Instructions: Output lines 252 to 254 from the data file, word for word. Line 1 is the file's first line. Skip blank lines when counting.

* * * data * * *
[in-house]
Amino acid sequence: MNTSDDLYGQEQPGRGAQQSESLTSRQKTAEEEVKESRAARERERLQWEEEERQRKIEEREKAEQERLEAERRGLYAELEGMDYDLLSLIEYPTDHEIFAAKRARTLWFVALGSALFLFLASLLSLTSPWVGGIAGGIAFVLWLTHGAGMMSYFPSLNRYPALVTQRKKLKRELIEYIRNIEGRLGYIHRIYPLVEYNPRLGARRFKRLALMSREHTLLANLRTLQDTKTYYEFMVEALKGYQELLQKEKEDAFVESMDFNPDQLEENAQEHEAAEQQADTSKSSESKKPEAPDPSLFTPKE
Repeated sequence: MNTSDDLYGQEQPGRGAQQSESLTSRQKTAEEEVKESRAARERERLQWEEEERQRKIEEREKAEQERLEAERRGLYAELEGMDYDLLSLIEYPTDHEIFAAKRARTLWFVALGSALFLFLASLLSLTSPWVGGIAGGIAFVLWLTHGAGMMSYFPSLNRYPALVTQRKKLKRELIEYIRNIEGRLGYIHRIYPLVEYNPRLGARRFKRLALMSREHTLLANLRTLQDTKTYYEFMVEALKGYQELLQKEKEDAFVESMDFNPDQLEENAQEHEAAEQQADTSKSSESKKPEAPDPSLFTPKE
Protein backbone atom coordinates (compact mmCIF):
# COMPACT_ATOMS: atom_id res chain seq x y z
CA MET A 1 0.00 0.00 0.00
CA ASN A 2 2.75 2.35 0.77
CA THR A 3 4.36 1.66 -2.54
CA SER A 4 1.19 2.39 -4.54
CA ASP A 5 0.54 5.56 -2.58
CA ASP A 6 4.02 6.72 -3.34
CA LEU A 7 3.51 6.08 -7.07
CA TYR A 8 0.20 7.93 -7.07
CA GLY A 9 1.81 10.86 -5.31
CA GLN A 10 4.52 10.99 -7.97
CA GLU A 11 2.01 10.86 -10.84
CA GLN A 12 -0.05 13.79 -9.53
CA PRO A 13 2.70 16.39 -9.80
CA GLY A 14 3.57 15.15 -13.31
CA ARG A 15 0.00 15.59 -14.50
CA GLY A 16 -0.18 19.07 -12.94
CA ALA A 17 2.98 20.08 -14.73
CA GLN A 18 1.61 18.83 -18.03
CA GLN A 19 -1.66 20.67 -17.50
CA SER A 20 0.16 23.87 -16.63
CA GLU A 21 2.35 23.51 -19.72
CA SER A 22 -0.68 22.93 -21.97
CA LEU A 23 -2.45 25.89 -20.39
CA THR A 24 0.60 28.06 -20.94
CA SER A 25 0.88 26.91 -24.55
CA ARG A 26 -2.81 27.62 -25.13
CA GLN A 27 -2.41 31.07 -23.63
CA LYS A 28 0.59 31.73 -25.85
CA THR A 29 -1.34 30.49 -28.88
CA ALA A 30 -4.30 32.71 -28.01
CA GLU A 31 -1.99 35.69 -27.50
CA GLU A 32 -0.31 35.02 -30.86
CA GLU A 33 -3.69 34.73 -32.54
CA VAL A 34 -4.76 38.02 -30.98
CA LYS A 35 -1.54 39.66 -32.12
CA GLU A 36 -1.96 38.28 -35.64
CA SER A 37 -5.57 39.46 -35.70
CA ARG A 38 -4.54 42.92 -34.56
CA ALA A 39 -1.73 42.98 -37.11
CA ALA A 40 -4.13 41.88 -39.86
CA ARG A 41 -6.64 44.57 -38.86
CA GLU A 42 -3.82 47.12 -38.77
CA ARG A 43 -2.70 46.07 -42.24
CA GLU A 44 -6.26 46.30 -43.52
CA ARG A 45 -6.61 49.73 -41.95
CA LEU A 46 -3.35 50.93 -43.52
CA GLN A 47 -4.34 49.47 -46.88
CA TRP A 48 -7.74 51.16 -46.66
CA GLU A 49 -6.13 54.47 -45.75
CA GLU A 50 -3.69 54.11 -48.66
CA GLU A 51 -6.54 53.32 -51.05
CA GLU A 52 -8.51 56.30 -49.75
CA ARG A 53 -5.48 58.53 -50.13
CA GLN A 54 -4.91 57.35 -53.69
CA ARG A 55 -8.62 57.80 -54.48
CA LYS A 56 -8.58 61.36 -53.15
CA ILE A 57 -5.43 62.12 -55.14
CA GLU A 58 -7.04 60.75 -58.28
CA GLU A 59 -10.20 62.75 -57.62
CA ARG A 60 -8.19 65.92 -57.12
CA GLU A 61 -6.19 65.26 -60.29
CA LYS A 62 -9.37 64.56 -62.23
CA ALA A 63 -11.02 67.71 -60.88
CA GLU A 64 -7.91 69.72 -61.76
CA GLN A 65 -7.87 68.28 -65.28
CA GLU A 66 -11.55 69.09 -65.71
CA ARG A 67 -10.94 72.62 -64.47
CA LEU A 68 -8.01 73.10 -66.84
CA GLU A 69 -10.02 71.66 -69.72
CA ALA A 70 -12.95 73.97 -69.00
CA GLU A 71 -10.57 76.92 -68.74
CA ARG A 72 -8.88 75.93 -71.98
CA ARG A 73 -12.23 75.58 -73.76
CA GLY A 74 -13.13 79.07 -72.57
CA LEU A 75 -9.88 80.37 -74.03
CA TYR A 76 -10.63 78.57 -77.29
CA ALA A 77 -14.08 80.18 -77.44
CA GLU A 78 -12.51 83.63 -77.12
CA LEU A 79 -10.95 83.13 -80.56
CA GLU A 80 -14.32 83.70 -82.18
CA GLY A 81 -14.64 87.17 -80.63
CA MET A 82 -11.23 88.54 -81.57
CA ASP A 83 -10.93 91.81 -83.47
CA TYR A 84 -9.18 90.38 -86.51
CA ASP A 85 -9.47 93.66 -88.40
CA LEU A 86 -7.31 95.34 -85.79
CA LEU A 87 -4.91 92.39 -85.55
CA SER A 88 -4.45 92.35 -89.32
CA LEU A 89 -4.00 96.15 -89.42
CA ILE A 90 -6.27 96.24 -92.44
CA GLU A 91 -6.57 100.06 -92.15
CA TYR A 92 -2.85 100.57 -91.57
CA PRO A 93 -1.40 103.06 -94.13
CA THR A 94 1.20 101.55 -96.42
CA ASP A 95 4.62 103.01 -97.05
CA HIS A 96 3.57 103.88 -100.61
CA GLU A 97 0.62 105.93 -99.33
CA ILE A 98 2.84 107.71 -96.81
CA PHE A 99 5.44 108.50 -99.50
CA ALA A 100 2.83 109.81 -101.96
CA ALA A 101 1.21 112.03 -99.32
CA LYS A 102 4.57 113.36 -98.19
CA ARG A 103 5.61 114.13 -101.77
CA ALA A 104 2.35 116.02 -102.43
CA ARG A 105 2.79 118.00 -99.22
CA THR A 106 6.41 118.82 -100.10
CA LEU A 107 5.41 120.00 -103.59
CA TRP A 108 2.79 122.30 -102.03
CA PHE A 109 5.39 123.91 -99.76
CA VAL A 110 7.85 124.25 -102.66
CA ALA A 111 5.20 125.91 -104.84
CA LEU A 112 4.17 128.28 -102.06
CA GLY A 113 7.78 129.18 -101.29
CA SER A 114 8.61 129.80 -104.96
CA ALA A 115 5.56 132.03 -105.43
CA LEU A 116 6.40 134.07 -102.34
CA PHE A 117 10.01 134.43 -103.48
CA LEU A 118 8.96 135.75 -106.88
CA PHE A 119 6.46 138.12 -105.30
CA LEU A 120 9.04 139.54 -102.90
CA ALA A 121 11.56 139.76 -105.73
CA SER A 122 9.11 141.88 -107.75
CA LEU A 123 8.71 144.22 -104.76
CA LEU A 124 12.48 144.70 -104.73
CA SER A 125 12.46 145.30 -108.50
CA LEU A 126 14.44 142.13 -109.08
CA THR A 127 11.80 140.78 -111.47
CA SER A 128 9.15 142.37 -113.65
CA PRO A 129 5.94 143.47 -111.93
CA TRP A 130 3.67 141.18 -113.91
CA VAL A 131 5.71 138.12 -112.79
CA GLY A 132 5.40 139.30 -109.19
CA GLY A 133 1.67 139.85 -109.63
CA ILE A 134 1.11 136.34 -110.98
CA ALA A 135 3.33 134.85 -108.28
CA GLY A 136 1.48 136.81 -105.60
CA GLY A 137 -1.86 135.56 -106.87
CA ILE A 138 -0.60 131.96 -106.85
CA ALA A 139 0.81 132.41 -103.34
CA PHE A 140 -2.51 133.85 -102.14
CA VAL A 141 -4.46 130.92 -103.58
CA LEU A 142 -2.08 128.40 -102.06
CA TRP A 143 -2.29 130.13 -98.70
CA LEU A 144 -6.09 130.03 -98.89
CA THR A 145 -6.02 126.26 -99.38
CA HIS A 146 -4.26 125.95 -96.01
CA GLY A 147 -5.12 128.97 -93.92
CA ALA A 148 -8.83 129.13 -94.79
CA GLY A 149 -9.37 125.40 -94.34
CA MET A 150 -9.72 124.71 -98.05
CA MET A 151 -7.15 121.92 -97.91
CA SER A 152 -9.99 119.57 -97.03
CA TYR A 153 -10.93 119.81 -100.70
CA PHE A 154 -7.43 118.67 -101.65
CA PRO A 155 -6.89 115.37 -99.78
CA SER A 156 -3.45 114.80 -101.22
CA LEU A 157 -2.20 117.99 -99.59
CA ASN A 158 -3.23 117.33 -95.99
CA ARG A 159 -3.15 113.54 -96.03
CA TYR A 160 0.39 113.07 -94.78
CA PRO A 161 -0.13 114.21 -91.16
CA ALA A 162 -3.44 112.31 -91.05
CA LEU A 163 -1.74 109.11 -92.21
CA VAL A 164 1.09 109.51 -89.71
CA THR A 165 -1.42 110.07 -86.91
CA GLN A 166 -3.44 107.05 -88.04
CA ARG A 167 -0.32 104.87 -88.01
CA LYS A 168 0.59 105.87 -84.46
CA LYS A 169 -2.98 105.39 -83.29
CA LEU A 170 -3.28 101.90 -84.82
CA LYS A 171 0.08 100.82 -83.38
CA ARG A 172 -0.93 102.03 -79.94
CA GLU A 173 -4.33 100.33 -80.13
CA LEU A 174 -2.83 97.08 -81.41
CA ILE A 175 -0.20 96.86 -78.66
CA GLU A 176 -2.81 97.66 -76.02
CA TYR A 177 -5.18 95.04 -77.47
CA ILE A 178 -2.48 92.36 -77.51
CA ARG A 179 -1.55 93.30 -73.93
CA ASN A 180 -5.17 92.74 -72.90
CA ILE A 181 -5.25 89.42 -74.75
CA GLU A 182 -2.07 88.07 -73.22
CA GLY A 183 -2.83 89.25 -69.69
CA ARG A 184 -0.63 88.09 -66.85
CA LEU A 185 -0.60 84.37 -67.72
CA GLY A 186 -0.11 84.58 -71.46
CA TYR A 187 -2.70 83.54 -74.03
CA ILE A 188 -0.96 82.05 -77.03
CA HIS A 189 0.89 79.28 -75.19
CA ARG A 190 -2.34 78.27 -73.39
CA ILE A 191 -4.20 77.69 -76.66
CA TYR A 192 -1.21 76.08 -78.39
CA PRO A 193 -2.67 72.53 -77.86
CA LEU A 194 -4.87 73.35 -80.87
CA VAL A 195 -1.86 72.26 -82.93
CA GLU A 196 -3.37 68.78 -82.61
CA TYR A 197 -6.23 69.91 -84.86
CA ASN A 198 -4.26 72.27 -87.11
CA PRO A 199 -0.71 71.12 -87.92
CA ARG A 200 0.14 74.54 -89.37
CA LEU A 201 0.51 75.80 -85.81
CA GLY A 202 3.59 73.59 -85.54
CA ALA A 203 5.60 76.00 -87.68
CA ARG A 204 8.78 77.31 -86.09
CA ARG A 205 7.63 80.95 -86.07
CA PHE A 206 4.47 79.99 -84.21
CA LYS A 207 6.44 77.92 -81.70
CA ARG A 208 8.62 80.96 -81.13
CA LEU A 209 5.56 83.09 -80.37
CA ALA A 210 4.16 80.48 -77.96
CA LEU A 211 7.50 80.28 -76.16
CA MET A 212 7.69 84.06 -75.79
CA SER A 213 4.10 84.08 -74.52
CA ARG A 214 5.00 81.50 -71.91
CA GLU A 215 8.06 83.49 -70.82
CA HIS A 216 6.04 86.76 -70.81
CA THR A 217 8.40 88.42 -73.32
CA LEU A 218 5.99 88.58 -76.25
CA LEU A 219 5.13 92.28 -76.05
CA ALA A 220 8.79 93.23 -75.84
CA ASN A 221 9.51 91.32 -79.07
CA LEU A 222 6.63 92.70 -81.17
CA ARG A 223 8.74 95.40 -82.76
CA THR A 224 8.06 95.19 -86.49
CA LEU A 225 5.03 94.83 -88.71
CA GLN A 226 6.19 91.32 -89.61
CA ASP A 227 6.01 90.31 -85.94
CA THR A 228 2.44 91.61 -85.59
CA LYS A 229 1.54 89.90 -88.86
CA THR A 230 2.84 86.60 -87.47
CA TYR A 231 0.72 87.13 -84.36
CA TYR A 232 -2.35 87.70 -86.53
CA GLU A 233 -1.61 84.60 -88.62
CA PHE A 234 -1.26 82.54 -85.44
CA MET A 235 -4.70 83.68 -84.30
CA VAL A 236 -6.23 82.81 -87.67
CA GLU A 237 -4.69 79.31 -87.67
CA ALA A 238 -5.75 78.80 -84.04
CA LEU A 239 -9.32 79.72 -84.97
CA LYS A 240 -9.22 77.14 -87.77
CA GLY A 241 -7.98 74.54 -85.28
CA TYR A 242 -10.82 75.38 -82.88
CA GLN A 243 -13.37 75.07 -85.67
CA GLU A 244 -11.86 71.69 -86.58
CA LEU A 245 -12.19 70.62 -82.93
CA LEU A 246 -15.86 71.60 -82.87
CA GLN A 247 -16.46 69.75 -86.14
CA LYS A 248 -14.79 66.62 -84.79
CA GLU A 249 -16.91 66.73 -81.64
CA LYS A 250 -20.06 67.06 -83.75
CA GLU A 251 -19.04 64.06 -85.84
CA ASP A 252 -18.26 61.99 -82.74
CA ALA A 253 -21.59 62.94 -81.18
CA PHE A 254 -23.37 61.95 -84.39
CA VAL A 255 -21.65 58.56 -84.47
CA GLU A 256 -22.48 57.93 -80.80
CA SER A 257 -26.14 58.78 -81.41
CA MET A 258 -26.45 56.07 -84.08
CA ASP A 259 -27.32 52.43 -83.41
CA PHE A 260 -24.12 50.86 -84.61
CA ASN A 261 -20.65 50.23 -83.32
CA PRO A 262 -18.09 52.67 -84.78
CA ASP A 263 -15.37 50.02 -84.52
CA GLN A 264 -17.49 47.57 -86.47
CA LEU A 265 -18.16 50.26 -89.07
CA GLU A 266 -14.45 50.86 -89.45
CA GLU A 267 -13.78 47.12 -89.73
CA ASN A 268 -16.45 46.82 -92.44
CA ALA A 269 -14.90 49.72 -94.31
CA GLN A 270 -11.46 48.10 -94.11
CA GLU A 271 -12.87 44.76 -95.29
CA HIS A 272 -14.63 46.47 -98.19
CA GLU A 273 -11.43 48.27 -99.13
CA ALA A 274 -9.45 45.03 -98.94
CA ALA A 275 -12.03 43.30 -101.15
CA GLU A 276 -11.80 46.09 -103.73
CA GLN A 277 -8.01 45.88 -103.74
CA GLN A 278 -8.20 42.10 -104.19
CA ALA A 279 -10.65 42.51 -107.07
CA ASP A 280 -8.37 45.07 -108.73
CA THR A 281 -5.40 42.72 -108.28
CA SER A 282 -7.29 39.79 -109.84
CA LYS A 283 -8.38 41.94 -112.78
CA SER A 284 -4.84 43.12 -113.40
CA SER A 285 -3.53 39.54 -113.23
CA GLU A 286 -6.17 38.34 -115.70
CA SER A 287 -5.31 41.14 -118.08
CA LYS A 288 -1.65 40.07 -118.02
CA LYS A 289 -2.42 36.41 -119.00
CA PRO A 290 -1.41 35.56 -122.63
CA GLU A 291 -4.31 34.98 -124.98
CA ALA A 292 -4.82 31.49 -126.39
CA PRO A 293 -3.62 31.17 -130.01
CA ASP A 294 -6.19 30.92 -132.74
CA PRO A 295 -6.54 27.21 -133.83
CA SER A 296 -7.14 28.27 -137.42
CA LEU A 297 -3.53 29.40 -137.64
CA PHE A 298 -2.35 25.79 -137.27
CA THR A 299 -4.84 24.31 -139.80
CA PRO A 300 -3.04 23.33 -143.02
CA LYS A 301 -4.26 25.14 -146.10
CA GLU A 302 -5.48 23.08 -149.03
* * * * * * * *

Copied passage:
CA GLN A 247 -16.46 69.75 -86.14
CA LYS A 248 -14.79 66.62 -84.79
CA GLU A 249 -16.91 66.73 -81.64